Lauren Bacall (Actress/Model)
Lauren Bacall (born Betty Joan Perske; September 16, 1924) is an American film and stage actress and model, known for her distinctive husky voice and sultry looks.
She first emerged as leading lady in the film noir genre, including appearances in The Big Sleep (1946) and Dark Passage (1947), as well as a comedian in How to Marry a Millionaire (1953) and Designing Woman (1957).
Bacall has also worked in the Broadway musical, gaining Tony Awards for Applause in 1970 and Woman of the Year in 1981. Her performance in the movie The Mirror Has Two Faces (1996) earned her a Golden Globe Award and an Academy Award nomination.
In 1999, Bacall was ranked as one of the 25 actresses on the AFI's 100 Years... 100 Stars list by the American Film Institute. In 2009, she was selected by the Academy of Motion Picture Arts and Sciences to receive an Academy Honorary Award at the inaugural Governors Awards.
Born in New York City, Bacall was the only child of Natalie Weinstein-Bacal, a secretary who later legally changed her surname to Bacall, and William Perske, who worked in sales.
Her parents were Jewish immigrants, their families having come from Poland, Romania and Germany. She is first cousin to Shimon Peres, current President and former Prime Minister of Israel. Her parents divorced when she was five, and she took her mother's last name, Bacall. Bacall no longer saw her father and formed a close bond with her mother, whom she took with her to California when she became a movie star.
Bacall took lessons at the American Academy of Dramatic Arts. During this time, she became a theatre usher and worked as a fashion model. As Betty Bacall, she made her acting debut, at age 17, on Broadway in 1942, as a walk-on in Johnny 2 X 4. According to her autobiography, she met her idol Bette Davis at Davis' hotel. Years later, Davis visited Bacall backstage to congratulate her on her performance in Applause, a musical based on Davis' turn in All About Eve.
Bacall became a part-time fashion model. Howard Hawks's wife Nancy spotted her on the March 1943 cover of Harper's Bazaar and urged Hawks to have her take a screen test for To Have and Have Not. Hawks invited her to Hollywood for the audition. He signed her up to a seven-year personal contract, brought her to Hollywood, gave her $100 a week, and began to manage her career. Hawks changed her name to Lauren Bacall. Nancy Hawks took Bacall under her wing.
She dressed the newcomer stylishly, and guided her in matters of elegance, manners and taste. Bacall's voice was trained to be lower, more masculine and sexier, which resulted in one of the most distinctive voices in Hollywood. In the movie, Bacall takes on Nancy's nickname “Slim”.
During screen tests for To Have and Have Not (1944), Bacall was nervous. To minimize her quivering, she pressed her chin against her chest and to face the camera, tilted her eyes upward. This effect became known as "The Look", Bacall's trademark.
On the set, Humphrey Bogart, who was married to Mayo Methot, initiated a relationship with Bacall some weeks into shooting and they began seeing each other.
On a visit to the National Press Club in Washington, D.C. on February 10, 1945, Bacall's press agent, chief of publicity at Warner Bros. Charlie Enfield, asked the 20-year-old Bacall to sit on the piano which was being played by Vice-President of the United States Harry S. Truman. The photos caused controversy and made worldwide headlines.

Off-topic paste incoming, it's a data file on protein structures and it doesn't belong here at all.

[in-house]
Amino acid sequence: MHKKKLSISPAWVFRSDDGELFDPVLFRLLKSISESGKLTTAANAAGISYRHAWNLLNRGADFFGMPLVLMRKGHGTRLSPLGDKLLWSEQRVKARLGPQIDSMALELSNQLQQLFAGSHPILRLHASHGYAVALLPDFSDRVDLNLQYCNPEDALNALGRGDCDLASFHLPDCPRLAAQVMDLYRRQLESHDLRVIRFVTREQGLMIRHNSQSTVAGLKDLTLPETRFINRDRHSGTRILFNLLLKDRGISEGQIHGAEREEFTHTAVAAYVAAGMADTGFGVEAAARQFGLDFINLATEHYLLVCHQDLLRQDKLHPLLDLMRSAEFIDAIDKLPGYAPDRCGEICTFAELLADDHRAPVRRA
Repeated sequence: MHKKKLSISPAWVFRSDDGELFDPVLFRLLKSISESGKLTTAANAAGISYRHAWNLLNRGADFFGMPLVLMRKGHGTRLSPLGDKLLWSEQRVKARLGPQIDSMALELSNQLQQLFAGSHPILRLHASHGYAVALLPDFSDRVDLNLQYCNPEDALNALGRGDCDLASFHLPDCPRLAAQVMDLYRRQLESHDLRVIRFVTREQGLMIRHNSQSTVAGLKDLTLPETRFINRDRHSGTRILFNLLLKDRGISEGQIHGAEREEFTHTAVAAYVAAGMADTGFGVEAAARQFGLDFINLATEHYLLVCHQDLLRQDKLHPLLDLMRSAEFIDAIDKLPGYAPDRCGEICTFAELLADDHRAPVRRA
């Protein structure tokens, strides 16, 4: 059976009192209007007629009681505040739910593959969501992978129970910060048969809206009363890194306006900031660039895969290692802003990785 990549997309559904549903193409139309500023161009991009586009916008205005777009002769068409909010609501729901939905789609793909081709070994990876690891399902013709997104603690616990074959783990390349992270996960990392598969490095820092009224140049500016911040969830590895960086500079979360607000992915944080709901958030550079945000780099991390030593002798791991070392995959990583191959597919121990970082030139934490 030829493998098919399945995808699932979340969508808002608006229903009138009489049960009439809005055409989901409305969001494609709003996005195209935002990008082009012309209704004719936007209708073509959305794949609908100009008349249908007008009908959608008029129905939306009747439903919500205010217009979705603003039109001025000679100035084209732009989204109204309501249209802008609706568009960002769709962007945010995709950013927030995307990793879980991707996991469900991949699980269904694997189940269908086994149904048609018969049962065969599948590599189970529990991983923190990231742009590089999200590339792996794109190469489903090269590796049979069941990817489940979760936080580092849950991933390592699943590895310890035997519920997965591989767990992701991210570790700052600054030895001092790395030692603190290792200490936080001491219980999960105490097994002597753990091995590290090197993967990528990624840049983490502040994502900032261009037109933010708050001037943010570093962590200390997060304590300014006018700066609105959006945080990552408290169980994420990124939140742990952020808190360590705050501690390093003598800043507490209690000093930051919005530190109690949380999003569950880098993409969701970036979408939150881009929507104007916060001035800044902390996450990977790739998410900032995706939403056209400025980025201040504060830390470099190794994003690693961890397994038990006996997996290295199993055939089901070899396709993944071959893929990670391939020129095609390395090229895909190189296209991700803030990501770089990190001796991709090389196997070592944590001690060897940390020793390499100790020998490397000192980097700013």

After To Have and Have Not, Bacall was seen opposite Charles Boyer in the critically-panned Confidential Agent (1945). Bacall would state in her autobiography that her career never fully recovered from this film, and that studio boss Jack Warner did not care about quality. She then appeared with Bogart in the film noir The Big Sleep (1946), the thriller Dark Passage (1947) and John Huston's melodramatic suspense film Key Largo (1948). She was cast with Gary Cooper in the period drama Bright Leaf (1950).
Bacall turned down scripts she did not find interesting and thereby earned a reputation for being difficult. Yet, for her leads in a string of films, she received favorable reviews. In Young Man with a Horn (1950), co-starring Doris Day and Kirk Douglas, Bacall played a two-faced femme fatale, with more than a hint of lesbianism to her character. This movie is often considered the first big-budget jazz film.
Bacall starred in the CinemaScope comedy How to Marry a Millionaire (1953), a runaway hit that saw her teaming up with Marilyn Monroe and Betty Grable. Bacall got positive notices for her turn as the witty gold-digger, Schatze Page. According to her autobiography, Bacall refused to press her hand- and footprints in the cemented forecourt of Grauman's Chinese Theatre at the Los Angeles premiere of the film.
Written on the Wind, directed by Douglas Sirk in 1956, is now considered a classic tear-jerker. Appearing with Rock Hudson, Dorothy Malone and Robert Stack, Bacall played a determined woman. Bacall states in her autobiography that she did not think much of the role. While struggling at home with Bogart's severe illness (cancer of the esophagus), Bacall starred with Gregory Peck in the screwball comedy Designing Woman and gained rave reviews. It was directed by Vincente Minnelli and released in New York City on May 16, 1957, four months after Bogart succumbed to cancer on January 14.
Lauren Bacall on Wikipedia